“It has not been possible to redefine Russia’s place in Europe,” said former Russian President (now Prime Minister) Dmitry Medvedev in an interview with Germany’s Der Spiegel magazine in 2009. “After the disappearance of the Warsaw Pact, we were hoping for a higher degree of integration. But what have we received? None of the things we were assured, namely that NATO would not expand endlessly eastwards and our interests would be continuously taken into consideration. NATO remains a military bloc whose missiles are pointed towards Russian territory,” he said, calling for a new platform where members and non-members of NATO could debate issues.

Writing in the journal International Security in 2016, Joshua R. Itzkowitz Shifrinson, a professor at Texas A&M University, noted how conventional studies focussing on post-Cold War relations and formal deals had overlooked the informal assurances that the United States had repeatedly offered to Russia regarding expansion of NATO into Eastern Europe. “In addition to explicit discussion of a NATO non-expansion pledge in February 1990, assurances against NATO enlargement were epitomised and encapsulated in later offers to give East Germany special military status in NATO, to construct and integrate the Soviet Union into new European security institutions and to generally recognise Soviet interests in Eastern Europe,” he wrote. “There are numerous reasons to condemn Russian behaviour in Georgia and Ukraine as well as against states in Eastern Europe, but Russia’s leaders may have been telling the truth when they claimed that Russian actions are driven by mistrust… NATO’s eastward march may have left Russia feeling isolated…”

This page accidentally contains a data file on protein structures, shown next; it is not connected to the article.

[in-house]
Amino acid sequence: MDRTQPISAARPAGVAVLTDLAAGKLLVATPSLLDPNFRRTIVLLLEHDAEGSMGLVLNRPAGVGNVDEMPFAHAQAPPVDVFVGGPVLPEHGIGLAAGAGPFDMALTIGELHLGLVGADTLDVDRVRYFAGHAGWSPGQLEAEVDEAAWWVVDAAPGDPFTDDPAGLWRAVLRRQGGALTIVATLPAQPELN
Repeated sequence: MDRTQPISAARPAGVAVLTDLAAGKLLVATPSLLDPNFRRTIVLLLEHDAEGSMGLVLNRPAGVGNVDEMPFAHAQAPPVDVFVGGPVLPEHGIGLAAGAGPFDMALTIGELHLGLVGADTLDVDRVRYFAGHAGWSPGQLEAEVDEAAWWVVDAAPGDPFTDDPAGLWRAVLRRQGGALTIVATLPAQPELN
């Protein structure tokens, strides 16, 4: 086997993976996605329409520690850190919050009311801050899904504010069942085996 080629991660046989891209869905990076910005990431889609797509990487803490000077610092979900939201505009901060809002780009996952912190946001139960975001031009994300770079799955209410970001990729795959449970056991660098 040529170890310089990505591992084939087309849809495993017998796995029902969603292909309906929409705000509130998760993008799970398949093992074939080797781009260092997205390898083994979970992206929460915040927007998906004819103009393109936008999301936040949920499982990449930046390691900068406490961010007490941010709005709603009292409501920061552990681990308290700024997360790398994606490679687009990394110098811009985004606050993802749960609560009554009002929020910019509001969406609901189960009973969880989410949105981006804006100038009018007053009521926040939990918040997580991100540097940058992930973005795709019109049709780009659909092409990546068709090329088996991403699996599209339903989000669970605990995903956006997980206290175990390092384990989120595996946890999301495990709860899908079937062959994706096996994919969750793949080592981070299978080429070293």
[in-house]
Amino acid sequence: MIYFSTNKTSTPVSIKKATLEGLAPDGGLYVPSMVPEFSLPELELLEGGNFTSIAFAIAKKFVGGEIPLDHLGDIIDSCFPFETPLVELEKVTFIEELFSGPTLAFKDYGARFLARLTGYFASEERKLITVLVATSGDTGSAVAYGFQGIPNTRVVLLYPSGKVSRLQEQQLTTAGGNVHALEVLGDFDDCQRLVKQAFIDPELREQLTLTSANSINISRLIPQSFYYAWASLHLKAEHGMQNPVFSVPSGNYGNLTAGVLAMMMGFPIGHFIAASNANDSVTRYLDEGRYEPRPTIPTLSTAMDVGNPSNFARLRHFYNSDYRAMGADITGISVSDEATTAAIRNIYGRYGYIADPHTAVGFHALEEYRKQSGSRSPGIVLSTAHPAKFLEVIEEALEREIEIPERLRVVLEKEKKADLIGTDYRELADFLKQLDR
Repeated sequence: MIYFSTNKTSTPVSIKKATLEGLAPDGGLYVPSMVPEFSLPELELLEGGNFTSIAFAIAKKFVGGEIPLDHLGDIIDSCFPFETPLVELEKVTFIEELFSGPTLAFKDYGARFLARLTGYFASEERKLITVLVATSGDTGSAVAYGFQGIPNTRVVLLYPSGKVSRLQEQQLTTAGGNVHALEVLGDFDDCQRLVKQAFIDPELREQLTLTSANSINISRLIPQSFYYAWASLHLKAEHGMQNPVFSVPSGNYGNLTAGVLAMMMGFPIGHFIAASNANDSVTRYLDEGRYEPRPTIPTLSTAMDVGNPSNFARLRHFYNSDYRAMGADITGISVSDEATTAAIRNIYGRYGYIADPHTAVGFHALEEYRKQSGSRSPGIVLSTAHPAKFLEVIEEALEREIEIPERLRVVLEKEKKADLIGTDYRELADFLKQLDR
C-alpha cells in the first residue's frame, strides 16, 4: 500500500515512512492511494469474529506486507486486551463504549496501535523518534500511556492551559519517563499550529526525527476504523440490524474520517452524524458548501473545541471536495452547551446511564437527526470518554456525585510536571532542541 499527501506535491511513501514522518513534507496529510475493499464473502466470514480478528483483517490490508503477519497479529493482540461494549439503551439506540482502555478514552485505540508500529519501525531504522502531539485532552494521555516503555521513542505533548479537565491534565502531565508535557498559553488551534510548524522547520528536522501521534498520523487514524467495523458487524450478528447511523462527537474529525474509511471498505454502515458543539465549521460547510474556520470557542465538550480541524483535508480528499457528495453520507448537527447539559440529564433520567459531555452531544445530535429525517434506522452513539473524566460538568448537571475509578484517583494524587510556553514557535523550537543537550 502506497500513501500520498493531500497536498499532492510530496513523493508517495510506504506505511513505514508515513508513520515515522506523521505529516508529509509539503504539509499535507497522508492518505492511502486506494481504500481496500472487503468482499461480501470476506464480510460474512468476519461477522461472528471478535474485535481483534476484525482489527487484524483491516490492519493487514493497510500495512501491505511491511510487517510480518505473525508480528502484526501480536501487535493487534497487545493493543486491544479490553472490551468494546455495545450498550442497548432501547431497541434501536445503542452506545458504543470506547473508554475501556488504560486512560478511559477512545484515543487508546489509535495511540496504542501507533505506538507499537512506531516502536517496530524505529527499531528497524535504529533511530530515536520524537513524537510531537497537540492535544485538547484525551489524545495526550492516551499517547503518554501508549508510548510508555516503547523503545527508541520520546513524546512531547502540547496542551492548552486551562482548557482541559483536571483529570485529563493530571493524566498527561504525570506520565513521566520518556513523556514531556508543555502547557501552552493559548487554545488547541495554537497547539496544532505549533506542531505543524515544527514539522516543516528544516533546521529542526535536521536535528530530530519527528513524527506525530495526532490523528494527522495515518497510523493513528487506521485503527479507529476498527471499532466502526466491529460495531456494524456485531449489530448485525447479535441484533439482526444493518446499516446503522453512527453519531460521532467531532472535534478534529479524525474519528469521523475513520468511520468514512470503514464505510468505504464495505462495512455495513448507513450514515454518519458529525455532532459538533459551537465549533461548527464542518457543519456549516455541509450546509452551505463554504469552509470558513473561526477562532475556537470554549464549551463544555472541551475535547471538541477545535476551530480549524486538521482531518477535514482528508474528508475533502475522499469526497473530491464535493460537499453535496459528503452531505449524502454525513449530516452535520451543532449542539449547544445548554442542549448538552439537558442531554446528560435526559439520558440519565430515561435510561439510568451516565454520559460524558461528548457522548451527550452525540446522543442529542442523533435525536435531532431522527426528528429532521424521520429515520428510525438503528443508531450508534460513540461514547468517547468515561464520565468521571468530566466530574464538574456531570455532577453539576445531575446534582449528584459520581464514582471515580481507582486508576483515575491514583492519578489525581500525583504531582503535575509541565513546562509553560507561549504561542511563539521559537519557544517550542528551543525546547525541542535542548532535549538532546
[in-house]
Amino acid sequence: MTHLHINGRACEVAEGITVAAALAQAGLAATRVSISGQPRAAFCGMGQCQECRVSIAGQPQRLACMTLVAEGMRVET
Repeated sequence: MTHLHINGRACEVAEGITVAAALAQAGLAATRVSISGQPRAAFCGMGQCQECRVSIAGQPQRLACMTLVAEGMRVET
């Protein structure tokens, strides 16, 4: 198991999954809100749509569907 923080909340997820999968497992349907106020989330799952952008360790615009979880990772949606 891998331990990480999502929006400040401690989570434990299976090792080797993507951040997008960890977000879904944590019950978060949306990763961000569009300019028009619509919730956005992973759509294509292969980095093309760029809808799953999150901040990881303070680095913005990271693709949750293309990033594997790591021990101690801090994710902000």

Economic sanctions